"Amy Robinson is next," Jo whispered back. "She's the smartest kid in the fifth grade. She'll probably get hers right."
Min nodded. "She won the last three spelling bees, remember?" she said. "The one in the fall this year, and both of the ones last year."
Jo's guess was correct. Amy got her word right. So did two other fifth graders, along with Min.
In the next round Jo got a word she knew "guitar." She spelled it carefully and then sat down. Charles and Amy got their words right too. But Min and the two fifth graders got theirs wrong. That left only three people on stage Charles, Amy, and Jo.
"It looks like we're down to our final three," Ms. Paolini said before starting the next round. "Congratulations, you three. And may the best speller win!"
Jo glanced over at the two older kids. She could hardly believe she was in the final three. Her friends might not think she ever got nervous, but she was definitely nervous now!
Amy was going first in this round. Jo watched the fifth grader walk to the microphone.
"Amy, your word is 'surgery,'" Ms. Paolini said.
Amy looked over at the teacher. "Could you repeat that word, please?" she asked.
Even though Jo was sitting behind her, she could tell that Amy was nervous. She guessed that Amy wasn't sure how to spell her word.
Sure enough, Amy spelled it wrong. "I'm sorry, Amy," Ms. Paolini said. She spelled the word correctly, then asked Amy to come over and stand beside her.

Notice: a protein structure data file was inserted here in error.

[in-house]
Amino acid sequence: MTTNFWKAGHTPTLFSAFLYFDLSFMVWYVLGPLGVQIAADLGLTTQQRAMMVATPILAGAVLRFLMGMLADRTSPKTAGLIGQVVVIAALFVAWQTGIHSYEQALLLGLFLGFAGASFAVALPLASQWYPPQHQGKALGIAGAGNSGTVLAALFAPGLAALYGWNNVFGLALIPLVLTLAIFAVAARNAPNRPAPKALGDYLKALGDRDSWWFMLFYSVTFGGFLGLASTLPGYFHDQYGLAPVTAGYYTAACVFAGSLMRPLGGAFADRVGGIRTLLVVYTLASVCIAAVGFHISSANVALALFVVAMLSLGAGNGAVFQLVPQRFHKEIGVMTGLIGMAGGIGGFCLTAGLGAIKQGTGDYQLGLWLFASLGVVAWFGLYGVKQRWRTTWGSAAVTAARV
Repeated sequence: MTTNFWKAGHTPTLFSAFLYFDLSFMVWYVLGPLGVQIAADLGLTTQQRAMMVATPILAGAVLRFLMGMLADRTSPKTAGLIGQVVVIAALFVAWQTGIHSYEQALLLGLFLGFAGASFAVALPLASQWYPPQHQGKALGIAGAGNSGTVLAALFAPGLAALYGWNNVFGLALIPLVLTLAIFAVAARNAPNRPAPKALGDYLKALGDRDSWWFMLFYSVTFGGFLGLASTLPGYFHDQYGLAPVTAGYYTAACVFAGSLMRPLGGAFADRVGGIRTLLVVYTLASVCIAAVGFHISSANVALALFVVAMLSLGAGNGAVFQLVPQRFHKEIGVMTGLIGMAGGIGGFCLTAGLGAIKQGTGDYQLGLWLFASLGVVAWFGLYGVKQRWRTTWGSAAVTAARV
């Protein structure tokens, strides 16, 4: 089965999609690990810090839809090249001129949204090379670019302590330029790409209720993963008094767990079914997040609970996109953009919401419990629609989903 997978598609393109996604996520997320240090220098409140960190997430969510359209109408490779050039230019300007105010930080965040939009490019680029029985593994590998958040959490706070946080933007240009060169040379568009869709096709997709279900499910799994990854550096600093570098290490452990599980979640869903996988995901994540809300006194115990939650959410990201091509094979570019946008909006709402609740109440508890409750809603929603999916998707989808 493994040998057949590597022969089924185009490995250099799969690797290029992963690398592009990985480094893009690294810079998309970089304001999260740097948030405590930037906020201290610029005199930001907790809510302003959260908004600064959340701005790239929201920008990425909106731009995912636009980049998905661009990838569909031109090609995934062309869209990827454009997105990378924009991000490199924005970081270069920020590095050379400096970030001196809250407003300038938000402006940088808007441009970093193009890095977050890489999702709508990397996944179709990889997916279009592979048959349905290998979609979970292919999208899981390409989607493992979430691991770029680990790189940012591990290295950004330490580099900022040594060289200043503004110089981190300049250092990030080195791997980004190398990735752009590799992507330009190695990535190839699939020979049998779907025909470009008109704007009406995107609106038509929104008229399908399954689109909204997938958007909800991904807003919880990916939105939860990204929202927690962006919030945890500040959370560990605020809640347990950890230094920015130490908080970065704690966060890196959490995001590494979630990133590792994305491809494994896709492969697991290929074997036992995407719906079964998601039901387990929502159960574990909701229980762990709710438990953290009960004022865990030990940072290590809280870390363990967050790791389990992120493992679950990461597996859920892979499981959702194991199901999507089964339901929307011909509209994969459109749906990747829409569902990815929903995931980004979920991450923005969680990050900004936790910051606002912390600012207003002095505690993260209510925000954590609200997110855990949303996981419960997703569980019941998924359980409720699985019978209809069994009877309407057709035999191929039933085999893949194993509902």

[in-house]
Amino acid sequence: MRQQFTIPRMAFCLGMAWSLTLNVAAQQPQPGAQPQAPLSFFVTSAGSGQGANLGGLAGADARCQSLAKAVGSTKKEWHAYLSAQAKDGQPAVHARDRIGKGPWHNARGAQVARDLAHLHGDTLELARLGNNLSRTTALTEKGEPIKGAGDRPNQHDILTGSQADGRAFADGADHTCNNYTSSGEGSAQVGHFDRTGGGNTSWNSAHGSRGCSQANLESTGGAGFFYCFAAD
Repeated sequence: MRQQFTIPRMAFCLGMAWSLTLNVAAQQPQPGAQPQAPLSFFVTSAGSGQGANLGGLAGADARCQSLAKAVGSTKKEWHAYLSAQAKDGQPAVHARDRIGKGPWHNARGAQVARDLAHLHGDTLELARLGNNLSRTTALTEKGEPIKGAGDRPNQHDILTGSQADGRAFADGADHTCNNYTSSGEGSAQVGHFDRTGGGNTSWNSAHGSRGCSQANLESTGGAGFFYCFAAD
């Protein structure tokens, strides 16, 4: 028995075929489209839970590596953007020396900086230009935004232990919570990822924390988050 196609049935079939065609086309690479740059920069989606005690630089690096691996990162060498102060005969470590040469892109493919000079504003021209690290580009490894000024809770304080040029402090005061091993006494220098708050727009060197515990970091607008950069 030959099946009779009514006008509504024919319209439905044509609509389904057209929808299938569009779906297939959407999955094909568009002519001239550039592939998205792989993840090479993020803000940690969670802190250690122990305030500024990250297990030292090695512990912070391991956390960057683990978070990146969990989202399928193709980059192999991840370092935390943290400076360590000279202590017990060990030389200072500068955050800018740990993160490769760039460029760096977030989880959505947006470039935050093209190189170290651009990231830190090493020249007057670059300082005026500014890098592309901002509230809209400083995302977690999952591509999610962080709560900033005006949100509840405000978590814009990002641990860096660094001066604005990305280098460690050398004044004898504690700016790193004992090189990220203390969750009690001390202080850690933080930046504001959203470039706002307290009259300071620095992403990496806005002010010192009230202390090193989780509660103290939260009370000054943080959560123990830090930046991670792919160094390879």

Charles was next. He got his word wrong too.
"Your turn, Jo," Ms. Paolini said. "If you get this right, you win. If not, all three of you get to try again."
"But no pressure!" Charles called out with a laugh. He and Amy were both standing at the side of the stage near Ms. Paolini, waiting to see if Jo spelled her word correctly.
Jo stepped to the microphone. Her hands were shaking a little, and her head felt funny. What if she got her word wrong? She didn't want to look stupid.
"Ready?" Ms. Paolini asked. "Jo, your word is 'choir.'"
Jo smiled. Suddenly, she felt much less nervous. It was a pretty hard word to spell, but not for her. She was a member of her church choir she definitely knew how to spell that word!
"Choir," she said confidently. "C-H-O-I-R."
She paused for a moment to think it over once more before making it official. She definitely didn't want to make a stupid mistake.
"Choir," she finished at last.
Ms. Paolini smiled. "Correct!" she said. "We have a winner!"Copyright © 2008 by Catherine Hapka